The head of Purdue’s aviation school was venting his frustrations to two colleagues over a phone call last week. The University’s partnership with a for-profit company that occupies a hangar at the Purdue Airport, he said, had become exceedingly difficult.
His primary complaint with the private partner, Purdue Aviation LLC, is the Purdue aviation alumnus and high-profile donor who owns half of it: Scott M. Niswonger.
“My No. 1 issue is Scott being a pain in my ass,” Tom Frooninckx, interim department head for the School of Aviation and Transportation Technology, said with an exasperated laugh. He repeated the same phrase later in the phone call.
The conversation, which the Exponent verified with a person who had firsthand knowledge of the talk, consisted of the Purdue Airport manager, Adam Baxmeyer, and high-level administrator Rob Wynkoop listening to Frooninckx describe perceived oversteps by Purdue Aviation and Niswonger.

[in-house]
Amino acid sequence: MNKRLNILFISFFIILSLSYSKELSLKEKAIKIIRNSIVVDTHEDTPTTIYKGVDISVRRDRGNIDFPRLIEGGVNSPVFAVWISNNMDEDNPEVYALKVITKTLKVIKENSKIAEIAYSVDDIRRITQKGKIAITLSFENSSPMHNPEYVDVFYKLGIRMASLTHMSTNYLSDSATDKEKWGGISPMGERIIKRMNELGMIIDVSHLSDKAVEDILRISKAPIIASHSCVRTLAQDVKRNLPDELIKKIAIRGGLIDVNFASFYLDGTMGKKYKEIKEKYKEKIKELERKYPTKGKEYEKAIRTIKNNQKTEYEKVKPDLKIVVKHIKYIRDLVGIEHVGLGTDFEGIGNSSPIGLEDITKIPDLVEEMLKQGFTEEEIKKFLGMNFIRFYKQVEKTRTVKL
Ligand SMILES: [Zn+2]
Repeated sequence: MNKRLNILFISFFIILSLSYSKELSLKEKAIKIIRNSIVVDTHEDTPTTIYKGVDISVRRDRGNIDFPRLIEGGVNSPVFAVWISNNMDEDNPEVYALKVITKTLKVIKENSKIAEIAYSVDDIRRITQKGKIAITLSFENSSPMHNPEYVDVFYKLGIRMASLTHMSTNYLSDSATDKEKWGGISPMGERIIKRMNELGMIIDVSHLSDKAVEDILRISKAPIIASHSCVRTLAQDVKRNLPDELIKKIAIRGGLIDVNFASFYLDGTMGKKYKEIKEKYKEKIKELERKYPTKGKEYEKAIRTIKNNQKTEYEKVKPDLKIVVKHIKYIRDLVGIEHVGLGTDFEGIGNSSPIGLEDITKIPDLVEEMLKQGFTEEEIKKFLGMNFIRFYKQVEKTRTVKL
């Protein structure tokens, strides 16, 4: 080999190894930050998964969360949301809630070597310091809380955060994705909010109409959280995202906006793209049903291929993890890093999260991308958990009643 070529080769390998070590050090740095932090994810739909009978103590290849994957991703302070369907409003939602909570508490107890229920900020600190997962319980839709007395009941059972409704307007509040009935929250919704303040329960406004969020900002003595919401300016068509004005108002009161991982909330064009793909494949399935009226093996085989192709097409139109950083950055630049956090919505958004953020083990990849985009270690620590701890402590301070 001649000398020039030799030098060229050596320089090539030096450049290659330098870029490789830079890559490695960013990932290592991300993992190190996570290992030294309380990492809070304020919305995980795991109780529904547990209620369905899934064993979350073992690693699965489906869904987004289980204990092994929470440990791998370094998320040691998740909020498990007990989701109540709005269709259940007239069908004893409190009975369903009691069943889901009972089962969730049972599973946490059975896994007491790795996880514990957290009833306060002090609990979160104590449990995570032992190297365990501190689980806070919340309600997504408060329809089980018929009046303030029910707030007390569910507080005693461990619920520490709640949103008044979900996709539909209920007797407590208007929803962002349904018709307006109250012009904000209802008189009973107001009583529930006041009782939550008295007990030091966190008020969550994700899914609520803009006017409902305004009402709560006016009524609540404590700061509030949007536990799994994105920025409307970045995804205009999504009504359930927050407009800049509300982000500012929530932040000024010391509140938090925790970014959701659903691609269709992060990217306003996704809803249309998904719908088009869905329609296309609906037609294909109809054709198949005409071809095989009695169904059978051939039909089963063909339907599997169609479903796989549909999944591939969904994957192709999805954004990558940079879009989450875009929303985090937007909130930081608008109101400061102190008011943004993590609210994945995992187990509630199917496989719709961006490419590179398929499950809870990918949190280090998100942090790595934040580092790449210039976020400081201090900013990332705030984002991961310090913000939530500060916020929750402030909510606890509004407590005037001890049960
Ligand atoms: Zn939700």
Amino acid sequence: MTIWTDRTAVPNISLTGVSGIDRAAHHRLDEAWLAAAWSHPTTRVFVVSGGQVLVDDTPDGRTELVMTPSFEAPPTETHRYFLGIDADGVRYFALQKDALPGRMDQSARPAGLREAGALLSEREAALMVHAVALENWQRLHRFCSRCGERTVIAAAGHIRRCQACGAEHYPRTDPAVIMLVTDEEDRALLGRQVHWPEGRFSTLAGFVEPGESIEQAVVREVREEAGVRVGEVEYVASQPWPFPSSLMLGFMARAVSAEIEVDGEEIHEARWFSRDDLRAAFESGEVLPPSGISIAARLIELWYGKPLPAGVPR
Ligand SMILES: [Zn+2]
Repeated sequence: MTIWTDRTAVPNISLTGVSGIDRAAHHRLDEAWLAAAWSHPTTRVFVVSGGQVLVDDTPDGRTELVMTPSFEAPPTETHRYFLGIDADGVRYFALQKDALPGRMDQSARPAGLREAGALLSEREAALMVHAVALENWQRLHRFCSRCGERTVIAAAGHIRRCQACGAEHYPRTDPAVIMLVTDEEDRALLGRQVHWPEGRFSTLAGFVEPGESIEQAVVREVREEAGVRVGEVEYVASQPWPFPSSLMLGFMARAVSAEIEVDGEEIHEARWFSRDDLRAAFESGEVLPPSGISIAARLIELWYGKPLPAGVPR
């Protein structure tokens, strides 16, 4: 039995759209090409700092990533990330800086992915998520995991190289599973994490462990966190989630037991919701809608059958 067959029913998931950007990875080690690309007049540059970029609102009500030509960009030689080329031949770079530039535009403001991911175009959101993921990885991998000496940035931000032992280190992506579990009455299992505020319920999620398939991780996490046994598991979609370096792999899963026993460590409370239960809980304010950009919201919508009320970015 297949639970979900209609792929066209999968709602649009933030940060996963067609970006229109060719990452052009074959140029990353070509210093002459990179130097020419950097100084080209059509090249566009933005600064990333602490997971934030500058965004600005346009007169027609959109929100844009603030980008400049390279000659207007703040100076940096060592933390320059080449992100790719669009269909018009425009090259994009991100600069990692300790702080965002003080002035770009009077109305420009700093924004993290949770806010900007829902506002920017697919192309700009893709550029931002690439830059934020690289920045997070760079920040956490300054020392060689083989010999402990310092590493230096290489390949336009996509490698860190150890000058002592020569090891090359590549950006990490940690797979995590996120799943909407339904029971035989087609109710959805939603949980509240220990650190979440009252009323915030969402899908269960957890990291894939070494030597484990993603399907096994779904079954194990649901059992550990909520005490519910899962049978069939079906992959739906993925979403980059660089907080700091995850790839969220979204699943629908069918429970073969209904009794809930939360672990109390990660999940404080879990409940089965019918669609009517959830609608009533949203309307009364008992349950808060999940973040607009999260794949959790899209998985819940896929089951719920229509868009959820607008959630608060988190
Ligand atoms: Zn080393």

The department head said during the call that years before, Niswonger tried to persuade SATT to buy a fleet of aircraft from a manufacturer he favored. Frooninckx mentioned an email the donor had sent in early April, in which he chided the aviation school's leadership for being slow to outsource more of its flight training to private entities — like the one he half-owns.
“It’s just causing — I don’t want to call it untenable,” Frooninckx said in the call. “It’s just frustration and difficulty.”
Frooninckx and Polytechnic Institute Dean Gary Bertoline, whose college oversees SATT, later confirmed with The Exponent that Niswonger had sent an email urging them to privatize and wanted the aviation school to buy favored aircraft. But they denied that Niswonger was obstructing the public-private partnership, saying he had not done anything wrong.